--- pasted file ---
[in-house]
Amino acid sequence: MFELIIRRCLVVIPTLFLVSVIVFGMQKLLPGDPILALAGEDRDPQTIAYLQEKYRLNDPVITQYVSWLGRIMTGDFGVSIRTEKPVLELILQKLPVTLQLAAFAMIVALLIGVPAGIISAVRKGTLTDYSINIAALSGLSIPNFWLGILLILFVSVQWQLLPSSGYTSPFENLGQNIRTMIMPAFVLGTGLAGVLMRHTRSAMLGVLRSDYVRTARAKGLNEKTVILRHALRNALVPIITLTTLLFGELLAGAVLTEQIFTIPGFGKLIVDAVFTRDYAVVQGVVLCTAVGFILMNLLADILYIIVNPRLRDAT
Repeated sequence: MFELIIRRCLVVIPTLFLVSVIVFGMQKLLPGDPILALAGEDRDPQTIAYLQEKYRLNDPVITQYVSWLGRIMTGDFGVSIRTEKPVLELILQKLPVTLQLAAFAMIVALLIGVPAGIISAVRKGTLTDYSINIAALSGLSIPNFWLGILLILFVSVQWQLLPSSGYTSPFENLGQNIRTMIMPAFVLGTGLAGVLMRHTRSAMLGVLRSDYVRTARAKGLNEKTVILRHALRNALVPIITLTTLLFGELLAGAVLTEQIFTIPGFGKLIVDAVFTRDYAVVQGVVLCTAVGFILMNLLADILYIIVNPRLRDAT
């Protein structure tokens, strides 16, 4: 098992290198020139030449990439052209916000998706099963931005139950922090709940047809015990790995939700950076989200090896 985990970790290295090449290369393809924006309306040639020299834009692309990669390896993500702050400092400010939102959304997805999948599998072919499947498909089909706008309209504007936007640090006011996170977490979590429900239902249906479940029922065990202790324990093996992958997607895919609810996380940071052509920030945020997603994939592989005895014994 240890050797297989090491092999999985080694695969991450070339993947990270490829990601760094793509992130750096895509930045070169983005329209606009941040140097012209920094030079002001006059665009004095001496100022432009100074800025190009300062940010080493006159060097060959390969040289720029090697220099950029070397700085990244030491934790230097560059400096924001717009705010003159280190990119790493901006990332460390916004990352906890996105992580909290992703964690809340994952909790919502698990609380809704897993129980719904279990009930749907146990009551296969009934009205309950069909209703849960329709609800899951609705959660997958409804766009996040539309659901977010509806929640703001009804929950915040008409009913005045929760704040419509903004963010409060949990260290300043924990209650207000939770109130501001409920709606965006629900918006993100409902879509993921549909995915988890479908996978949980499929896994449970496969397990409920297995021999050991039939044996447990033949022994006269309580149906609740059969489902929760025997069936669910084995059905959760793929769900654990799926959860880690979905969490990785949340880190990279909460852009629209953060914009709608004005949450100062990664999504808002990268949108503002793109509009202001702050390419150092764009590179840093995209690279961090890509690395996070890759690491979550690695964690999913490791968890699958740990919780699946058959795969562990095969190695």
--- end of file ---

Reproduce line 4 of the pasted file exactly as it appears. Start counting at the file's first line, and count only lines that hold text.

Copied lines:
């Protein structure tokens, strides 16, 4: 098992290198020139030449990439052209916000998706099963931005139950922090709940047809015990790995939700950076989200090896 985990970790290295090449290369393809924006309306040639020299834009692309990669390896993500702050400092400010939102959304997805999948599998072919499947498909089909706008309209504007936007640090006011996170977490979590429900239902249906479940029922065990202790324990093996992958997607895919609810996380940071052509920030945020997603994939592989005895014994 240890050797297989090491092999999985080694695969991450070339993947990270490829990601760094793509992130750096895509930045070169983005329209606009941040140097012209920094030079002001006059665009004095001496100022432009100074800025190009300062940010080493006159060097060959390969040289720029090697220099950029070397700085990244030491934790230097560059400096924001717009705010003159280190990119790493901006990332460390916004990352906890996105992580909290992703964690809340994952909790919502698990609380809704897993129980719904279990009930749907146990009551296969009934009205309950069909209703849960329709609800899951609705959660997958409804766009996040539309659901977010509806929640703001009804929950915040008409009913005045929760704040419509903004963010409060949990260290300043924990209650207000939770109130501001409920709606965006629900918006993100409902879509993921549909995915988890479908996978949980499929896994449970496969397990409920297995021999050991039939044996447990033949022994006269309580149906609740059969489902929760025997069936669910084995059905959760793929769900654990799926959860880690979905969490990785949340880190990279909460852009629209953060914009709608004005949450100062990664999504808002990268949108503002793109509009202001702050390419150092764009590179840093995209690279961090890509690395996070890759690491979550690695964690999913490791968890699958740990919780699946058959795969562990095969190695």